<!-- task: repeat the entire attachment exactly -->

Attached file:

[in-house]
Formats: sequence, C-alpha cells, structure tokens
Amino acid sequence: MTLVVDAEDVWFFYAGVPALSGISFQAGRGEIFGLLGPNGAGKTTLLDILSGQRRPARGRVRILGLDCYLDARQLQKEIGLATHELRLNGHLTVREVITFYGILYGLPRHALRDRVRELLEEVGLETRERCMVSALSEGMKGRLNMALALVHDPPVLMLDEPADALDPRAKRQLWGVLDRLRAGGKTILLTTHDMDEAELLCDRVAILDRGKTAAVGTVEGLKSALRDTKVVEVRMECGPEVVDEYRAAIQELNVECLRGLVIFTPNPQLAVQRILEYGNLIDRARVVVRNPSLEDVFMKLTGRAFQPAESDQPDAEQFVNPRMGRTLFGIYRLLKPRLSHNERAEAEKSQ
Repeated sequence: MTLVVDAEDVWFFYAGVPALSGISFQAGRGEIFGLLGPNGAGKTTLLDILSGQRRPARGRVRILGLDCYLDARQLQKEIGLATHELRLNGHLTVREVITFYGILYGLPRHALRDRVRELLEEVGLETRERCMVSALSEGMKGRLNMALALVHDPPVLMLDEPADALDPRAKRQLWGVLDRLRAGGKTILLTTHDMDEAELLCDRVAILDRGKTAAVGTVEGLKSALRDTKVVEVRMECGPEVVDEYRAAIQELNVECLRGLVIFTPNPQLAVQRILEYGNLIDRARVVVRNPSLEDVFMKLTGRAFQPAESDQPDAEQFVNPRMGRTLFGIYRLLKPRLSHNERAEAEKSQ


[in-house]
Formats: sequence, C-alpha cells, structure tokens
Amino acid sequence: MTLVVDAEDVWFFYAGVPALSGISFQAGRGEIFGLLGPNGAGKTTLLDILSGQRRPARGRVRILGLDCYLDARQLQKEIGLATHELRLNGHLTVREVITFYGILYGLPRHALRDRVRELLEEVGLETRERCMVSALSEGMKGRLNMALALVHDPPVLMLDEPADALDPRAKRQLWGVLDRLRAGGKTILLTTHDMDEAELLCDRVAILDRGKTAAVGTVEGLKSALRDTKVVEVRMECGPEVVDEYRAAIQELNVECLRGLVIFTPNPQLAVQRILEYGNLIDRARVVVRNPSLEDVFMKLTGRAFQPAESDQPDAEQFVNPRMGRTLFGIYRLLKPRLSHNERAEAEKSQ
Repeated sequence: MTLVVDAEDVWFFYAGVPALSGISFQAGRGEIFGLLGPNGAGKTTLLDILSGQRRPARGRVRILGLDCYLDARQLQKEIGLATHELRLNGHLTVREVITFYGILYGLPRHALRDRVRELLEEVGLETRERCMVSALSEGMKGRLNMALALVHDPPVLMLDEPADALDPRAKRQLWGVLDRLRAGGKTILLTTHDMDEAELLCDRVAILDRGKTAAVGTVEGLKSALRDTKVVEVRMECGPEVVDEYRAAIQELNVECLRGLVIFTPNPQLAVQRILEYGNLIDRARVVVRNPSLEDVFMKLTGRAFQPAESDQPDAEQFVNPRMGRTLFGIYRLLKPRLSHNERAEAEKSQ